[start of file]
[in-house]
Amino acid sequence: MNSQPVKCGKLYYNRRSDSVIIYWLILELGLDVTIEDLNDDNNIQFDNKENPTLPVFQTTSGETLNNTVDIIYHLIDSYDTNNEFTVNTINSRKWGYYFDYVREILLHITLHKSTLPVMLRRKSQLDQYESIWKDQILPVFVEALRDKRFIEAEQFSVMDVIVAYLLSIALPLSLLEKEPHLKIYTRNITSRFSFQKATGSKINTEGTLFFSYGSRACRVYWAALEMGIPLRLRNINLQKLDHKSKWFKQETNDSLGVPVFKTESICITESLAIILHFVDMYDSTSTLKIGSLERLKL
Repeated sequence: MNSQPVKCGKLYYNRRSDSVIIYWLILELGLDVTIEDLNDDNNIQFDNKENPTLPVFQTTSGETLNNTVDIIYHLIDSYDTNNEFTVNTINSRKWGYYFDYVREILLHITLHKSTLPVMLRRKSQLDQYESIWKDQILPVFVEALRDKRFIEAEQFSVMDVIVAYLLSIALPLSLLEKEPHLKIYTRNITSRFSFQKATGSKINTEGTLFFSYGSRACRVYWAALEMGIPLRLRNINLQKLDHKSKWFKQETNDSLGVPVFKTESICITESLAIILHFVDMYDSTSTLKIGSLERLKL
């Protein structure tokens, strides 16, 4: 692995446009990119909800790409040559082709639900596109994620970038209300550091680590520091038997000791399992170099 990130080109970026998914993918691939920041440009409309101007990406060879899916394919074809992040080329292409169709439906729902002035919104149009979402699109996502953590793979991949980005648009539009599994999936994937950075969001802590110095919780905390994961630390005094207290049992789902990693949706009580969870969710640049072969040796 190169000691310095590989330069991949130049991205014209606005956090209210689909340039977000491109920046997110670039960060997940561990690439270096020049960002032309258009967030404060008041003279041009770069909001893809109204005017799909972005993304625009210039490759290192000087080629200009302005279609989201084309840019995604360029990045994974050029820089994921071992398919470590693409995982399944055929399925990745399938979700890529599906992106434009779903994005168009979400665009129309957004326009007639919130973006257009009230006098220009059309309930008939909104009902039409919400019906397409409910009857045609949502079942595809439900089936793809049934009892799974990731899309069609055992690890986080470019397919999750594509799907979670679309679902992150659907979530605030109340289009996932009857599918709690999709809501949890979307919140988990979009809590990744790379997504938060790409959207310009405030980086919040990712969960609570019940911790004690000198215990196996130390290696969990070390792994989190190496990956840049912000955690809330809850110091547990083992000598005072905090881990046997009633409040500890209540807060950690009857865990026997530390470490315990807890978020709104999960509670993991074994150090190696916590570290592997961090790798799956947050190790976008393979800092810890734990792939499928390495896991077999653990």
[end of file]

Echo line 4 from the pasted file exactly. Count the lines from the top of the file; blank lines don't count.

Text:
């Protein structure tokens, strides 16, 4: 692995446009990119909800790409040559082709639900596109994620970038209300550091680590520091038997000791399992170099 990130080109970026998914993918691939920041440009409309101007990406060879899916394919074809992040080329292409169709439906729902002035919104149009979402699109996502953590793979991949980005648009539009599994999936994937950075969001802590110095919780905390994961630390005094207290049992789902990693949706009580969870969710640049072969040796 190169000691310095590989330069991949130049991205014209606005956090209210689909340039977000491109920046997110670039960060997940561990690439270096020049960002032309258009967030404060008041003279041009770069909001893809109204005017799909972005993304625009210039490759290192000087080629200009302005279609989201084309840019995604360029990045994974050029820089994921071992398919470590693409995982399944055929399925990745399938979700890529599906992106434009779903994005168009979400665009129309957004326009007639919130973006257009009230006098220009059309309930008939909104009902039409919400019906397409409910009857045609949502079942595809439900089936793809049934009892799974990731899309069609055992690890986080470019397919999750594509799907979670679309679902992150659907979530605030109340289009996932009857599918709690999709809501949890979307919140988990979009809590990744790379997504938060790409959207310009405030980086919040990712969960609570019940911790004690000198215990196996130390290696969990070390792994989190190496990956840049912000955690809330809850110091547990083992000598005072905090881990046997009633409040500890209540807060950690009857865990026997530390470490315990807890978020709104999960509670993991074994150090190696916590570290592997961090790798799956947050190790976008393979800092810890734990792939499928390495896991077999653990």